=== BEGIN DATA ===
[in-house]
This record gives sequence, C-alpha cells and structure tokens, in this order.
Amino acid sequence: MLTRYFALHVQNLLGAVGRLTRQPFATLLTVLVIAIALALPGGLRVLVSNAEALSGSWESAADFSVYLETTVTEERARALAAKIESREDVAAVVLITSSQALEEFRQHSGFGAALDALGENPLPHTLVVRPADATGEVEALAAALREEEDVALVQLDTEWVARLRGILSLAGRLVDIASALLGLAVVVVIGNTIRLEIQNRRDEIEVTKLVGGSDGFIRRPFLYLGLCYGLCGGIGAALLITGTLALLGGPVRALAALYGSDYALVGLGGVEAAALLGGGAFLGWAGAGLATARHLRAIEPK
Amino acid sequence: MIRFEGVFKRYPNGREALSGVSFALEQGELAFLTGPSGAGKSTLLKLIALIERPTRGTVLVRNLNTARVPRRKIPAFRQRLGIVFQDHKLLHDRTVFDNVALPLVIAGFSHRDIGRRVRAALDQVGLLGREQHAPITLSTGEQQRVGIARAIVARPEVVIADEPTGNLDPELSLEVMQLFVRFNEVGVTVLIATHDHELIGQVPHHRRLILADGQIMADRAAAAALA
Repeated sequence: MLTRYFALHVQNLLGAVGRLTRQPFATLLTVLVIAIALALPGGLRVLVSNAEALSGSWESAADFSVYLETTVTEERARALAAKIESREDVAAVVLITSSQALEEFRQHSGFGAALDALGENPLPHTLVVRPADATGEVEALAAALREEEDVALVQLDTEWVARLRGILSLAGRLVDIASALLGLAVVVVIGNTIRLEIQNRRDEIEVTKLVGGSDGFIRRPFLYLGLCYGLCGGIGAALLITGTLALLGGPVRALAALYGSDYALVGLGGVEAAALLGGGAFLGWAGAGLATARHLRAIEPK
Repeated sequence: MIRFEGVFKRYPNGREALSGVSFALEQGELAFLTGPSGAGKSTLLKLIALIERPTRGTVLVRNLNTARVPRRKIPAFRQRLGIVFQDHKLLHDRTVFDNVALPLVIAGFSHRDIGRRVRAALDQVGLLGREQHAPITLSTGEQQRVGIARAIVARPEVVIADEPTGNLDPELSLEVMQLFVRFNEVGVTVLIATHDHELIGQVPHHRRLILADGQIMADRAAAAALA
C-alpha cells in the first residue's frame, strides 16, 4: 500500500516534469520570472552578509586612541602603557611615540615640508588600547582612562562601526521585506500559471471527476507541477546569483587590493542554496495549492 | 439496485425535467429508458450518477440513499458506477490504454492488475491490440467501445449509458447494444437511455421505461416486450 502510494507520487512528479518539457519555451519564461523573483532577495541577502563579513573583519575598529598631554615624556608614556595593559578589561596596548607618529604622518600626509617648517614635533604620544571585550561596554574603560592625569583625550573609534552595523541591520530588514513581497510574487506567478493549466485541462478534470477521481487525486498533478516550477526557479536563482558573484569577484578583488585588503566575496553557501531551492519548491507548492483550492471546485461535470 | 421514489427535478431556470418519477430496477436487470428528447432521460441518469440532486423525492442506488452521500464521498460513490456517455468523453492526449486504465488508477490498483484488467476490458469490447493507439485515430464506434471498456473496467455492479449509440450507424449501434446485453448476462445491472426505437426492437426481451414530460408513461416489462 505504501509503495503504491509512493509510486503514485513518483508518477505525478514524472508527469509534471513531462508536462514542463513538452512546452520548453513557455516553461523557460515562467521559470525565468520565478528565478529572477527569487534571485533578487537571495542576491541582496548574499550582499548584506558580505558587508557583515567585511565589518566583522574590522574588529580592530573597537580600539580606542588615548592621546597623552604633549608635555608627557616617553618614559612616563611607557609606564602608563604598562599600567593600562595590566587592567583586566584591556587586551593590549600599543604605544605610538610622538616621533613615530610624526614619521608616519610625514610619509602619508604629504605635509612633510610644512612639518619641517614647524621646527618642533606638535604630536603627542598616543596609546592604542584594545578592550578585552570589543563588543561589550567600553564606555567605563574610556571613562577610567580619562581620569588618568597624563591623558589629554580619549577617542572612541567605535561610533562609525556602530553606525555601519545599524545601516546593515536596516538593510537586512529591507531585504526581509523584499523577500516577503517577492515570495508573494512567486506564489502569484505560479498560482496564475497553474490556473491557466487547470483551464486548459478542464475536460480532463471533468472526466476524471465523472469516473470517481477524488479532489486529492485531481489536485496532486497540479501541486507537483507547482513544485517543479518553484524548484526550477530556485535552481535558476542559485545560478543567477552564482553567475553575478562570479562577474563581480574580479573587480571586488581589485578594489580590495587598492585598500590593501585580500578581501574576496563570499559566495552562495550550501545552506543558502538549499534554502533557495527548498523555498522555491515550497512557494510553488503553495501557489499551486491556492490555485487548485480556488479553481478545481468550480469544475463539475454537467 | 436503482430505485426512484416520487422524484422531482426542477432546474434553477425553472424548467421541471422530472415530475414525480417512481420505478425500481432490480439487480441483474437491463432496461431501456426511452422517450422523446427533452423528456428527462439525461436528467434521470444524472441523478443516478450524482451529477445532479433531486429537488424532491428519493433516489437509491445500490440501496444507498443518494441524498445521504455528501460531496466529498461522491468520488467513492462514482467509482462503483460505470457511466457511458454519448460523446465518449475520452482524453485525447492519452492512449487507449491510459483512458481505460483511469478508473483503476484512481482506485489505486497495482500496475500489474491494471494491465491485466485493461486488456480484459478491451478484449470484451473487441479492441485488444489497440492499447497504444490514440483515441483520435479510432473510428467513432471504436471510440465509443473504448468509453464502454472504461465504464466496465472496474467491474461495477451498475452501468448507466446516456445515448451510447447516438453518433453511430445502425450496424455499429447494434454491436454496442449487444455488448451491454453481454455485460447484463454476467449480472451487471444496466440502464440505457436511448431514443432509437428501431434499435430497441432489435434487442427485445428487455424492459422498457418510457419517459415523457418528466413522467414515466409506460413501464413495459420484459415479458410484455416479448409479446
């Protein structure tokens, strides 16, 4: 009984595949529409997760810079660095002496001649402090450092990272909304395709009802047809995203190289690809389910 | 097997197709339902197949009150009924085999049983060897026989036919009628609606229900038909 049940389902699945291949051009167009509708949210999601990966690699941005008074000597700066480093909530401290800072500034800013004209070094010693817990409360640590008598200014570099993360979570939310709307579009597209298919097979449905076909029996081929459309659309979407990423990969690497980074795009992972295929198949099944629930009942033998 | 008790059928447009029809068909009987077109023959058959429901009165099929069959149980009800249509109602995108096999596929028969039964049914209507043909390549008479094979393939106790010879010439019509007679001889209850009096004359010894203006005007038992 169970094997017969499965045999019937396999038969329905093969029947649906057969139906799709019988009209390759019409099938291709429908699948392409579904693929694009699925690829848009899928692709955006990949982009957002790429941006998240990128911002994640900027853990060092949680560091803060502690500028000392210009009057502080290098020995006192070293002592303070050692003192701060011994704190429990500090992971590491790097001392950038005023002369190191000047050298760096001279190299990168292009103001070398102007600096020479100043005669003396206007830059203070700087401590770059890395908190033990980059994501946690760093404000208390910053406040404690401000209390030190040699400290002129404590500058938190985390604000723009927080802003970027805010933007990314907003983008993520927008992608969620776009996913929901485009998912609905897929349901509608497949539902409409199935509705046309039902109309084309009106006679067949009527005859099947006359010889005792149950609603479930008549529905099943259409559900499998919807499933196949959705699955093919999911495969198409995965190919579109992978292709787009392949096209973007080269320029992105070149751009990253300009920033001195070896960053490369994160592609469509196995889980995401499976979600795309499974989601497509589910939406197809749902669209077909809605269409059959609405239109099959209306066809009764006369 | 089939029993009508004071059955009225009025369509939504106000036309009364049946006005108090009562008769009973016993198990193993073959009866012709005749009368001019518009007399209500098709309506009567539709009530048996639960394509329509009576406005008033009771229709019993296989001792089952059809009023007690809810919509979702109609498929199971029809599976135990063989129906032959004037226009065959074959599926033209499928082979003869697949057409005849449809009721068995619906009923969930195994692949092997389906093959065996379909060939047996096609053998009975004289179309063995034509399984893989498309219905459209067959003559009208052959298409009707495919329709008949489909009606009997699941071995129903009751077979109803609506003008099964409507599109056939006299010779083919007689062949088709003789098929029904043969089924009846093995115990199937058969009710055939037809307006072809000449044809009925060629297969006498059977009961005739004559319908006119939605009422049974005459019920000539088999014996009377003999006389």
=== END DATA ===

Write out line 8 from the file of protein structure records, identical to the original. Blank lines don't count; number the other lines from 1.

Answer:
């Protein structure tokens, strides 16, 4: 009984595949529409997760810079660095002496001649402090450092990272909304395709009802047809995203190289690809389910 | 097997197709339902197949009150009924085999049983060897026989036919009628609606229900038909 049940389902699945291949051009167009509708949210999601990966690699941005008074000597700066480093909530401290800072500034800013004209070094010693817990409360640590008598200014570099993360979570939310709307579009597209298919097979449905076909029996081929459309659309979407990423990969690497980074795009992972295929198949099944629930009942033998 | 008790059928447009029809068909009987077109023959058959429901009165099929069959149980009800249509109602995108096999596929028969039964049914209507043909390549008479094979393939106790010879010439019509007679001889209850009096004359010894203006005007038992 169970094997017969499965045999019937396999038969329905093969029947649906057969139906799709019988009209390759019409099938291709429908699948392409579904693929694009699925690829848009899928692709955006990949982009957002790429941006998240990128911002994640900027853990060092949680560091803060502690500028000392210009009057502080290098020995006192070293002592303070050692003192701060011994704190429990500090992971590491790097001392950038005023002369190191000047050298760096001279190299990168292009103001070398102007600096020479100043005669003396206007830059203070700087401590770059890395908190033990980059994501946690760093404000208390910053406040404690401000209390030190040699400290002129404590500058938190985390604000723009927080802003970027805010933007990314907003983008993520927008992608969620776009996913929901485009998912609905897929349901509608497949539902409409199935509705046309039902109309084309009106006679067949009527005859099947006359010889005792149950609603479930008549529905099943259409559900499998919807499933196949959705699955093919999911495969198409995965190919579109992978292709787009392949096209973007080269320029992105070149751009990253300009920033001195070896960053490369994160592609469509196995889980995401499976979600795309499974989601497509589910939406197809749902669209077909809605269409059959609405239109099959209306066809009764006369 | 089939029993009508004071059955009225009025369509939504106000036309009364049946006005108090009562008769009973016993198990193993073959009866012709005749009368001019518009007399209500098709309506009567539709009530048996639960394509329509009576406005008033009771229709019993296989001792089952059809009023007690809810919509979702109609498929199971029809599976135990063989129906032959004037226009065959074959599926033209499928082979003869697949057409005849449809009721068995619906009923969930195994692949092997389906093959065996379909060939047996096609053998009975004289179309063995034509399984893989498309219905459209067959003559009208052959298409009707495919329709008949489909009606009997699941071995129903009751077979109803609506003008099964409507599109056939006299010779083919007689062949088709003789098929029904043969089924009846093995115990199937058969009710055939037809307006072809000449044809009925060629297969006498059977009961005739004559319908006119939605009422049974005459019920000539088999014996009377003999006389």